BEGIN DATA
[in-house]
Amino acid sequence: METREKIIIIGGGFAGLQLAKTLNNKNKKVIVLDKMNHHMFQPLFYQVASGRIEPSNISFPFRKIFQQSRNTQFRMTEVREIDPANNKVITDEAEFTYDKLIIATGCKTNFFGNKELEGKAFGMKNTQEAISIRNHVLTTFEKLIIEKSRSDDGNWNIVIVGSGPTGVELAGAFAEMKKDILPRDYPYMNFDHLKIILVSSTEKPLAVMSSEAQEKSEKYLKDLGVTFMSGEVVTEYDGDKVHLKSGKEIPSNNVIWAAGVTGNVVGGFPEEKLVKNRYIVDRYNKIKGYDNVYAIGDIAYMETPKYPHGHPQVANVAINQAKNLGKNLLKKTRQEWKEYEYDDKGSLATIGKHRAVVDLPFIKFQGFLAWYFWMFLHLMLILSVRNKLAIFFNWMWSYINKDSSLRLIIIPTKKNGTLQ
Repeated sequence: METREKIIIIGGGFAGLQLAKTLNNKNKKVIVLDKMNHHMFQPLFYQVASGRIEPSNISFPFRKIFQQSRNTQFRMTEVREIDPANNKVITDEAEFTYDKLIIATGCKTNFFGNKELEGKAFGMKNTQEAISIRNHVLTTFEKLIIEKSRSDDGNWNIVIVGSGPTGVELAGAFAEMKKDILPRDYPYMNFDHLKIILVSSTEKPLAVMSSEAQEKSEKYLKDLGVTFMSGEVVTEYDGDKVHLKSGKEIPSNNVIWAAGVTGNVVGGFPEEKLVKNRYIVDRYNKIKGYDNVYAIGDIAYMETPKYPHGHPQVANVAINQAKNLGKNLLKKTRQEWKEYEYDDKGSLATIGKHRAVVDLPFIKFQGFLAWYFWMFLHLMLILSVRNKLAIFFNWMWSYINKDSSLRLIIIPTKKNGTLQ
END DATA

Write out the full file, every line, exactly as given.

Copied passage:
[in-house]
Amino acid sequence: METREKIIIIGGGFAGLQLAKTLNNKNKKVIVLDKMNHHMFQPLFYQVASGRIEPSNISFPFRKIFQQSRNTQFRMTEVREIDPANNKVITDEAEFTYDKLIIATGCKTNFFGNKELEGKAFGMKNTQEAISIRNHVLTTFEKLIIEKSRSDDGNWNIVIVGSGPTGVELAGAFAEMKKDILPRDYPYMNFDHLKIILVSSTEKPLAVMSSEAQEKSEKYLKDLGVTFMSGEVVTEYDGDKVHLKSGKEIPSNNVIWAAGVTGNVVGGFPEEKLVKNRYIVDRYNKIKGYDNVYAIGDIAYMETPKYPHGHPQVANVAINQAKNLGKNLLKKTRQEWKEYEYDDKGSLATIGKHRAVVDLPFIKFQGFLAWYFWMFLHLMLILSVRNKLAIFFNWMWSYINKDSSLRLIIIPTKKNGTLQ
Repeated sequence: METREKIIIIGGGFAGLQLAKTLNNKNKKVIVLDKMNHHMFQPLFYQVASGRIEPSNISFPFRKIFQQSRNTQFRMTEVREIDPANNKVITDEAEFTYDKLIIATGCKTNFFGNKELEGKAFGMKNTQEAISIRNHVLTTFEKLIIEKSRSDDGNWNIVIVGSGPTGVELAGAFAEMKKDILPRDYPYMNFDHLKIILVSSTEKPLAVMSSEAQEKSEKYLKDLGVTFMSGEVVTEYDGDKVHLKSGKEIPSNNVIWAAGVTGNVVGGFPEEKLVKNRYIVDRYNKIKGYDNVYAIGDIAYMETPKYPHGHPQVANVAINQAKNLGKNLLKKTRQEWKEYEYDDKGSLATIGKHRAVVDLPFIKFQGFLAWYFWMFLHLMLILSVRNKLAIFFNWMWSYINKDSSLRLIIIPTKKNGTLQ